Pastoral Musings from Rain City

it's about 'what is church?' it's about whether 'emergent' is the latest Christian trend or something more substantial. it's musing on what it means to live faithfully...in the city, in America, in community, intergenerationally, at this time in history...

Wednesday, May 07, 2008

No Country for an Oscar...

After sitting through the Coen brother's big hit, I sat and stared for a moment at the empty screen before turning off the TV. I wanted to write a letter to the Academy saying, "You don't have to do this...", the now famous line from this Best Picture winner.

I'm looking for a shred of redemption, and found instead, nothing but greed, psychopathic and random violence, and a sense of despair and surrender on the part of the older generation of law enforcement, as they ponder the new wave of drug money and all the corollary crimes that go with it.

Acting? The script didn't ask for much of it. Music? None. Story? Forgive my bias, but it was neither hard to predict nor compelling. And so I'm left pondering the great appeal, left feeling as if some elitist cadre of experts sees something I failed to see. But if I were guessing....

I surmise that the reason for this film's appeal is precisely its lack of redemption, its random violence, its absence of justice. This is where post-modernity, in its purest forms, descends. Further, according the perceptions of many, the weight of history is pulling us inexorably downward into this pit of despair.

But for one who believes that God's law is written on the hearts of all people, and that there will forever be the possibility of redemption, reconciliation, and recovery, this film leaves me feeling hollow. Throw in the mediocre acting, predictable cinematography, and I return to my comment to the academy: "You don't have to do this..." So can you please help me understand why they did?

9 Comments:

At 7/5/08 09:10, Anonymous Anonymous said...

Richard,

I encourage you to read the book. I read it a couple times before watching the movie and the Coen bros definitely left out some scenes--although I'm not sure how crucial they were to the story anyhow.

In the book, the story is more about the sheriff's, Ed Tom Bell, character who is struggling with his role in modern crime. He doesn't have the stomach for the new era of sensational crimes and senseless brutality. The story shows the changing of the times through the sheriff and may reflect McCarthy's own beliefs about our culture (better times were in the past).

From what I know of McCarthy's books--I've read most--he typically leaves the reader with the feeling that you had after watching the film. After reading his Border Trilogy I was left with an overwhelming sense of sadness.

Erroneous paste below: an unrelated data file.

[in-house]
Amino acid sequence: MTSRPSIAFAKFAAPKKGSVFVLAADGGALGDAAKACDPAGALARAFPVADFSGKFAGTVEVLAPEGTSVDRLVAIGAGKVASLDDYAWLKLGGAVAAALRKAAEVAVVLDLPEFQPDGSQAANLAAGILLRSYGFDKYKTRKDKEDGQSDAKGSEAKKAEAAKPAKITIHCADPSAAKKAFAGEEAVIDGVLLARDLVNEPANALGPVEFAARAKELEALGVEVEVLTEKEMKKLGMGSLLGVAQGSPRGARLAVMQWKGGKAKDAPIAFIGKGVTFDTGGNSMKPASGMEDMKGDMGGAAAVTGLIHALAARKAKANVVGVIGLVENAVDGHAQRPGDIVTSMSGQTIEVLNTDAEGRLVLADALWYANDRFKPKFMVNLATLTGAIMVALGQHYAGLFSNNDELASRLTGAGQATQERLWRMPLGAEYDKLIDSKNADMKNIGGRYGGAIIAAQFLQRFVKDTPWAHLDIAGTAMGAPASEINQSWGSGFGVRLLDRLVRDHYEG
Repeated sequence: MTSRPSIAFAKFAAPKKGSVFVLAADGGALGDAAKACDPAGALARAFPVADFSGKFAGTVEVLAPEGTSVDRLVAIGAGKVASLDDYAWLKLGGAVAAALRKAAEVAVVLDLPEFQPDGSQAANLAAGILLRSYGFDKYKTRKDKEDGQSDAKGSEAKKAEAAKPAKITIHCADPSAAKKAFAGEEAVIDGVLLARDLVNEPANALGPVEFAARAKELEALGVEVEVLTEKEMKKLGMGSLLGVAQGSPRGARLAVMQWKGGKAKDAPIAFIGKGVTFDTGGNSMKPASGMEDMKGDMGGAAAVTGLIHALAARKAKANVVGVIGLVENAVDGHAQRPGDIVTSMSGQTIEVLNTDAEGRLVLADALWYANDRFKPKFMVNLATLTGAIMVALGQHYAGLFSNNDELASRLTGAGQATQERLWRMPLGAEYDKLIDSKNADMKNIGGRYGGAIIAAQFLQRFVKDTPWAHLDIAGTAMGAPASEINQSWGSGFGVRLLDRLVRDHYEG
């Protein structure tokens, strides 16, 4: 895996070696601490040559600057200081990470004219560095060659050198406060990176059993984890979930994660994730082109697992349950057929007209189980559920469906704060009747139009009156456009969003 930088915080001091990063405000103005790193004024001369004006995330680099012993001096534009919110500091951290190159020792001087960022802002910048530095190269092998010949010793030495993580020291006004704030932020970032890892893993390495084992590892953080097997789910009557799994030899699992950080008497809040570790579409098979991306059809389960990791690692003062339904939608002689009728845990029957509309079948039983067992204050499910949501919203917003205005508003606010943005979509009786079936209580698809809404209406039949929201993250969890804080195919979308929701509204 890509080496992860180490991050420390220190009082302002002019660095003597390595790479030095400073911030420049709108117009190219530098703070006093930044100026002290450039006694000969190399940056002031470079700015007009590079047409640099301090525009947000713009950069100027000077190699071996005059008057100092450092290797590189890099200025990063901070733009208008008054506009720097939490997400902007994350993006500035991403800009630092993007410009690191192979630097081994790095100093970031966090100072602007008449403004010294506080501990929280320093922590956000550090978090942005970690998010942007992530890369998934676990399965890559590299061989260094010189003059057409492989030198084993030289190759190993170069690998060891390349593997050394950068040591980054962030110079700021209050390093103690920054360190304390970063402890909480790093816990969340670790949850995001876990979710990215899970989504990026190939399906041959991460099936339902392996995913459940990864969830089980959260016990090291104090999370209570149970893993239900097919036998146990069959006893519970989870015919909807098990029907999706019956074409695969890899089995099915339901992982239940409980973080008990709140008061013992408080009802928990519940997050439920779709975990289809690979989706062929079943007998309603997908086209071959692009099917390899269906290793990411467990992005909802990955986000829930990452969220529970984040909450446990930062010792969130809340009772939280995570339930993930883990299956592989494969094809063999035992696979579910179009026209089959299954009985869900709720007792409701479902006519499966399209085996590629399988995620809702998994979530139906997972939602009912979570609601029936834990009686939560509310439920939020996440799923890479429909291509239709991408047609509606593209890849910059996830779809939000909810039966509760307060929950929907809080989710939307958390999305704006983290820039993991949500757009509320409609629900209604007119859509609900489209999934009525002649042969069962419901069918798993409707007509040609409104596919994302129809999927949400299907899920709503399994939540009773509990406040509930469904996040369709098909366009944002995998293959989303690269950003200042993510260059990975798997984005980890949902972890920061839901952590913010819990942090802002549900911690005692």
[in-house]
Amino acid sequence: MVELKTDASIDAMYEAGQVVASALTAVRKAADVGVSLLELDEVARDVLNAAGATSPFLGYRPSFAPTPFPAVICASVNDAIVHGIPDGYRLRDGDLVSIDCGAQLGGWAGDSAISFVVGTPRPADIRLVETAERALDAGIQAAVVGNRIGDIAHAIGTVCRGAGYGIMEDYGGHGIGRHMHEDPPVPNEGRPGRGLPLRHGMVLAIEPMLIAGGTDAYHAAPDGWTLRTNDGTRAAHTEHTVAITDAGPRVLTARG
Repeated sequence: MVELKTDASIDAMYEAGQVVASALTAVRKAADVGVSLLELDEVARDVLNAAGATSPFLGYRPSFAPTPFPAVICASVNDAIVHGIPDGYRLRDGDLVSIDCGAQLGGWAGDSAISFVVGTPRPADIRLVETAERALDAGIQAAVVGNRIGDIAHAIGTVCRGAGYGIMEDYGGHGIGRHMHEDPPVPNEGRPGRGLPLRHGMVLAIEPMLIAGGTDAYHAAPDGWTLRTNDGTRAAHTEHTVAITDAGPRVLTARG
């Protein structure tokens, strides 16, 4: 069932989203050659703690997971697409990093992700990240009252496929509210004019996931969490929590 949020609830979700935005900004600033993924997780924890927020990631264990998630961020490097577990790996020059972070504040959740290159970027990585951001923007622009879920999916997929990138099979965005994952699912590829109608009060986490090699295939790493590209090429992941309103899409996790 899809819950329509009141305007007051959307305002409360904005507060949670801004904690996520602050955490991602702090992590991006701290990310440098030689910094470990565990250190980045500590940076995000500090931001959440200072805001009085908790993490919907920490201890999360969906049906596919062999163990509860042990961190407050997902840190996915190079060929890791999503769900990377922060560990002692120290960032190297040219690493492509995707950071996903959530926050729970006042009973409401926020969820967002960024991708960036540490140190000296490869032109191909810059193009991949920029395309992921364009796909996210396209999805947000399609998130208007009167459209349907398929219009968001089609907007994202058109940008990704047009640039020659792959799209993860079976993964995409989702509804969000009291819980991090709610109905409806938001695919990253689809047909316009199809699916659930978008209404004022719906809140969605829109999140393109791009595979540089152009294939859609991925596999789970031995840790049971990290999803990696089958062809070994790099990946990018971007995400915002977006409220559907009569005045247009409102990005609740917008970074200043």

In most of his books McCarthy references God and religion. Often touching on profound issues that we all grapple with, but he never reaches any conclusion except that of despair at the end of his tales. I wonder if he is a Christian or was deeply hurt by the Church or God in his past.

If you read The Road, his latest book, you may find another perspective. If you do read it please do a follow up post with your thoughts.

As I'm writing this I'm thinking of the book of Ecclesiastes that we've been studying. Are there any parallels between No Country and Ecclesiastes?

Perhaps we as Christians get upset about movies with no redemptive value because we've grown up expecting a Savior. We believe strongly in redemption because we live out that truth daily. Not all of America shares this with us. Many people walk around asking, "Is this all worth it?" So if anything, the film might be a reflection on our culture and how lost it is. We then have an obligation to answer our neighbors: "No, this is not all there is and let me tell you..."

 
At 7/5/08 10:20, Blogger BenMc said...

I just saw it Saturday night myself, and I have to firmly disagree that there's no point to the movie's violence. Maybe you can say there's no apparent redemption, but there's still a tragic point to it. I can't talk about it without talking about the end of the movie, so BIG SPOILER ALERT ... when the one character (you know who I'm talking about) walks away at the end, he has a compound fracture and has to walk away from approaching medical help and buy a shirt off a passerby to even make a sling. He may very well survive and get by, but his own deliberate isolation from everyone else is a definite form of present-day judgment on him. I think he very well may die from that. We just don't know, but we do know he's alone and in severe pain and has put himself in a situation where he has to purchase even the smallest bit of help. Hell on earth, I'd say.

As for the other parts of the movie, I don't think the Best Actor award was deserved (though there were some flashes of brilliant acting I thought it was overall too flat too be good). But the writing and pacing of the movie, with the back and forth cat and mouse nature of the tension, was expertly put together. It was one heckuva story. The "hero" suffered from the same flaw as the "villain", greed and refusal to let others help him.